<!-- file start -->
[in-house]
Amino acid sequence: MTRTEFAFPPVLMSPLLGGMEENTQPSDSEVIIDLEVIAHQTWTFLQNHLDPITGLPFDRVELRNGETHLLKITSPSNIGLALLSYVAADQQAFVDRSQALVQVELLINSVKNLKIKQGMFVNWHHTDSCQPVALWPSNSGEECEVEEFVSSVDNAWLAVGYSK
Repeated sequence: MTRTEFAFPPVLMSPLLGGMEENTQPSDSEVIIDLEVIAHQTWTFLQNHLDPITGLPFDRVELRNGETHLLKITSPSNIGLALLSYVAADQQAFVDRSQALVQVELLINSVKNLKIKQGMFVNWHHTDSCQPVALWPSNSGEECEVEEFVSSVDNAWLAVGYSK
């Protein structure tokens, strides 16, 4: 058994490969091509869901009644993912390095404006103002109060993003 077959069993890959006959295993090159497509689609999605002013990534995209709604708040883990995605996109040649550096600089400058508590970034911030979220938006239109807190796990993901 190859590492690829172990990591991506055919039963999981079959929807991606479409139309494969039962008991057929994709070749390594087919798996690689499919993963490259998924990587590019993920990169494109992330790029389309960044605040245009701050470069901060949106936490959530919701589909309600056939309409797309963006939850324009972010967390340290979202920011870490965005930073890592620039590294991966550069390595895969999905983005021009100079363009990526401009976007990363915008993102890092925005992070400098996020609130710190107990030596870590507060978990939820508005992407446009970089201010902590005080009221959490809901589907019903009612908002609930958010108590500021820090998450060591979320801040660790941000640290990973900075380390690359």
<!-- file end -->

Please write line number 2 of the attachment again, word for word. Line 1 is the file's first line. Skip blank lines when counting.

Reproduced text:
Amino acid sequence: MTRTEFAFPPVLMSPLLGGMEENTQPSDSEVIIDLEVIAHQTWTFLQNHLDPITGLPFDRVELRNGETHLLKITSPSNIGLALLSYVAADQQAFVDRSQALVQVELLINSVKNLKIKQGMFVNWHHTDSCQPVALWPSNSGEECEVEEFVSSVDNAWLAVGYSK